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Original Research |

Multitarget Therapy for Induction Treatment of Lupus Nephritis: A Randomized TrialMultitarget Therapy for Induction Treatment of Lupus Nephritis

Zhihong Liu, MD; Haitao Zhang, MD; Zhangsuo Liu, MD; Changying Xing, PhD; Ping Fu, MD; Zhaohui Ni, MD; Jianghua Chen, MD; Hongli Lin, MD; Fuyou Liu, MD; Yongcheng He, MD; Yani He, MD; Lining Miao, MD; Nan Chen, MD; Ying Li, MD; Yong Gu, MD; Wei Shi, MD; Weixin Hu, MD; Zhengzhao Liu, MD; Hao Bao, MD; Caihong Zeng, PhD; and Minlin Zhou, MD
[+] Article, Author, and Disclosure Information

This article was published online first at www.annals.org on 11 November 2014.


From Jinling Hospital, Nanjing University School of Medicine and The First Affiliated Hospital of Nanjing Medical University, Nanjing, China; The First Affiliated Hospital of Zhengzhou University, Zhengzhou, China; West China Hospital, Chengdu, China; Renji Hospital, Ruijin Hospital, and Huashan Hospital, Shanghai, China; The First Affiliated Hospital of Zhejiang University, Hangzhou, China; The First Affiliated Hospital of Dalian Medical University, Dalian, China; The Second Xiangya Hospital of Central South University, Changsha, China; Shenzhen Second People's Hospital, Shenzhen, China; Daping Hospital, Chongqing, China; The Second Affiliated Hospital of Jilin University, Changchun, China; The Third Hospital of Hebei Medical University, Hebei, China; and Guangdong General Hospital, Guangdong, China.

Grant Support: By the National Basic Research Program of China (973 Program, No. 2012CB517600, No. 2012CB517606), National Key Technology R&D Program (2011BA I10B04, 2013BAI09B04).

Disclosures: Disclosures can be viewed at www.acponline.org/authors/icmje/ConflictOfInterestForms.do?msNum=M14-1030.

Reproducible Research Statement:Study protocol: Available at www.annals.org. Statistical code: Available from Dr. Zhang at htzhang163@163.com. Data set: not available.

Requests for Single Reprints: Zhihong Liu, MD, National Clinical Research Center of Kidney Diseases, Jinling Hospital, Nanjing University School of Medicine, 305 East Zhongshan Road, Nanjing 210016, China; e-mail, liuzhihong@nju.edu.cn.

Current Author Addresses: Drs. Zhihong Liu, Zhang, Hu, Zhengzhao Liu, Bao, Zeng, and Zhou: National Clinical Research Center of Kidney Diseases, Jinling Hospital, Nanjing University School of Medicine, 305 East Zhongshan Road, Nanjing, China, 210016.

Dr. Zhangsuo Liu: The First Affiliated Hospital, Zhengzhou University, No. 1 Jianshe Road, Zhengzhou, Henan, China, 450052.

Dr. Xing: The First Affiliated Hospital of Nanjing Medical University, 300 Guangzhou Road, Nanjing, China, 210029.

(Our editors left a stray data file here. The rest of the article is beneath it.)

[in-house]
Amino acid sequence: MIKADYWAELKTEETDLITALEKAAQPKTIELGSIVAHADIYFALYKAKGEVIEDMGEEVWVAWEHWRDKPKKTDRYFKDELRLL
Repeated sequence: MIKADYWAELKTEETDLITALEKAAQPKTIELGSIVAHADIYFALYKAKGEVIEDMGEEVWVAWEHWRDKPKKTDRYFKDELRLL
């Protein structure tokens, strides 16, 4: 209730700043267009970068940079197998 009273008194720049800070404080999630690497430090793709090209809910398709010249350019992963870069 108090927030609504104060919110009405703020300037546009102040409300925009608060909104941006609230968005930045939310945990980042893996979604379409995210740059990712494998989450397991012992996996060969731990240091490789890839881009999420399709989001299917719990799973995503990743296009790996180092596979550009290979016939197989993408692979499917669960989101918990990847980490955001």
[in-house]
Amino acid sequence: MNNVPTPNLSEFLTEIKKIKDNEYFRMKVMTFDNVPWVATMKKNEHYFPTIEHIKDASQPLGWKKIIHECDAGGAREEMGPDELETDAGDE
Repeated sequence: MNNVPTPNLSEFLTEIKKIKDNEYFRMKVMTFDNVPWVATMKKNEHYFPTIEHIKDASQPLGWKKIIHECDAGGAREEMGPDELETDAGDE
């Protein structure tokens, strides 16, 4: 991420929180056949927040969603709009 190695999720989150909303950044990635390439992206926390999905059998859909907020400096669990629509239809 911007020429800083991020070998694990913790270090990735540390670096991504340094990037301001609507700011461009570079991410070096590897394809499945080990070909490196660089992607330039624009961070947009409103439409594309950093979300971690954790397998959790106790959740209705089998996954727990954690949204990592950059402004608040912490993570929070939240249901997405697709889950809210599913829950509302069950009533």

Dr. Fu: West China Hospital, 37 Guoxue Xiang, Wuhou District, Chengdu, China, 610041.

Dr. Ni: Renji Hospital, Shanghai Jiaotong University School of Medicine, 160 Pujian Road, Shanghai, China, 200127.

Dr. Jianghua Chen: The First Affiliated Hospital, College of Medicine, Zhejiang University, 79 Qingchun Road, Hangzhou, Zhejiang, China, 310003.

Dr. Lin: The First Affiliated Hospital of Dalian Medical University, NO 222, Zhongshan Road, Dalian, China, 116011.

Dr. Fuyou Liu: The Second Xiangya Hospital, Central South University, No. 139 Renmin Middle Road, Changsha, Hunan, China, 410011.

Dr. Yongcheng He: Shenzhen Second People's Hospital, 3002 West Sungang Road, Futian District, Shenzhen, China, 518035.

Dr. Yani He: Daping Hospital, Third Military Medical University, 10 Changjiangzhilu Daping, Yuzhong District, Chongqing, China, 400042.

Dr. Miao: The Second Hospital of Jilin University, Ziqiang Street 218, Changchun, China, 130041.

Dr. Nan Chen: Ruijin Hospital, Shanghai Jiao Tong University School of Medicine, 197 RuiJin Er Lu, Shanghai, China, 200025.

Dr. Li: The Third Hospital of Hebei Medical University, 102 Youyi North Street, Shijiazhuang, Hebei Province, China, 050081.

Dr. Gu: Huashan Hospital, Fudan University, 12 Wulumuqi Zhong Road, Shanghai, 200040.

Dr. Shi: Guangdong General Hospital, Guangdong Academy of Medical Science, 106 Zhongshan Er Road, Guangzhou, China, 510080.

Author Contributions: Conception and design: Zhihong Liu, H. Zhang, Zhangsuo Liu. P. Fu.

Analysis and interpretation of the data: Zhihong Liu, H. Zhang, Zhangsuo Liu, P. Fu, Zhengzhao Liu, H. Bao, C. Zeng.

Drafting of the article: Zhihong Liu, H. Zhang, P. Fu, H. Bao, C. Zeng.

Critical revision of the article for important intellectual content: Zhihong Liu, H. Zhang, Zhangsuo Liu, P. Fu, Zhengzhao Liu, H. Bao, C. Zeng, M. Zhou.

Final approval of the article: Zhihong Liu, H. Zhang, Zhangsuo Liu, C. Xing, P. Fu, Z. Ni, J. Chen, H. Lin, F. Liu, Yani He, L. Miao, N. Chen, Y. Gu, W. Shi, W. Hu, H. Bao, C. Zeng, M. Zhou.